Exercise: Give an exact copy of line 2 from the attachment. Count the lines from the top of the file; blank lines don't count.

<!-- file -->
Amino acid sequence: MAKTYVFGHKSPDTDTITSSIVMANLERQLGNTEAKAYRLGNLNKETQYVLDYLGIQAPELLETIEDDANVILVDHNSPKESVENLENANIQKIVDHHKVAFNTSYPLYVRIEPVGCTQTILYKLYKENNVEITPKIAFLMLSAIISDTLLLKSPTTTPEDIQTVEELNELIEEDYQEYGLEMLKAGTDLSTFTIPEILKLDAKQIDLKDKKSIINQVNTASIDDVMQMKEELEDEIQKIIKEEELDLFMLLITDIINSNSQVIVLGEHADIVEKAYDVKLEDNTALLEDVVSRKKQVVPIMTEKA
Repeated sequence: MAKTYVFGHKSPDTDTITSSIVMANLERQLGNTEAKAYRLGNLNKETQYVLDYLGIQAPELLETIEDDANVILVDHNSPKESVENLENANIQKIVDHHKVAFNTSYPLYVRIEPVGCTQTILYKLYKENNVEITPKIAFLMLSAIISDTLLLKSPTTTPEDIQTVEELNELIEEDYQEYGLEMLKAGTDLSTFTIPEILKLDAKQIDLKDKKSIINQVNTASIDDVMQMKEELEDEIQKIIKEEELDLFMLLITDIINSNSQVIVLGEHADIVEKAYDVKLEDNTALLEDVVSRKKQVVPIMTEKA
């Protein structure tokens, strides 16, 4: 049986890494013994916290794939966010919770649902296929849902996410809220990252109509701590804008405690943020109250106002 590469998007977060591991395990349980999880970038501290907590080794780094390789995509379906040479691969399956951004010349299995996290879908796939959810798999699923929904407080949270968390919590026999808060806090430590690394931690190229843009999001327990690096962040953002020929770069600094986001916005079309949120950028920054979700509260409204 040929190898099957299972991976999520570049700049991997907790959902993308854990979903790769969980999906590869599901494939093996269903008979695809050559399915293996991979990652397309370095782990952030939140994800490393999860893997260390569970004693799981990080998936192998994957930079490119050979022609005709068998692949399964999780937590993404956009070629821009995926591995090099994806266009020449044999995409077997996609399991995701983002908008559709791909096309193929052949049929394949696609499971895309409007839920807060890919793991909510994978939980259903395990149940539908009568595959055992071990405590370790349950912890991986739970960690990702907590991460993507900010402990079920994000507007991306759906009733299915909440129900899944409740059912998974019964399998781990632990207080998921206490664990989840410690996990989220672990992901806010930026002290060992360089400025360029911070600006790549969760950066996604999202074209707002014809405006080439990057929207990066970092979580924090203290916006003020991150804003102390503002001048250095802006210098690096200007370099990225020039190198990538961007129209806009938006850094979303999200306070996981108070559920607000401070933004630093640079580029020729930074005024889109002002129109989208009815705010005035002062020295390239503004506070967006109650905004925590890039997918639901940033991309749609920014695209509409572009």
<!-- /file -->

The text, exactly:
Repeated sequence: MAKTYVFGHKSPDTDTITSSIVMANLERQLGNTEAKAYRLGNLNKETQYVLDYLGIQAPELLETIEDDANVILVDHNSPKESVENLENANIQKIVDHHKVAFNTSYPLYVRIEPVGCTQTILYKLYKENNVEITPKIAFLMLSAIISDTLLLKSPTTTPEDIQTVEELNELIEEDYQEYGLEMLKAGTDLSTFTIPEILKLDAKQIDLKDKKSIINQVNTASIDDVMQMKEELEDEIQKIIKEEELDLFMLLITDIINSNSQVIVLGEHADIVEKAYDVKLEDNTALLEDVVSRKKQVVPIMTEKA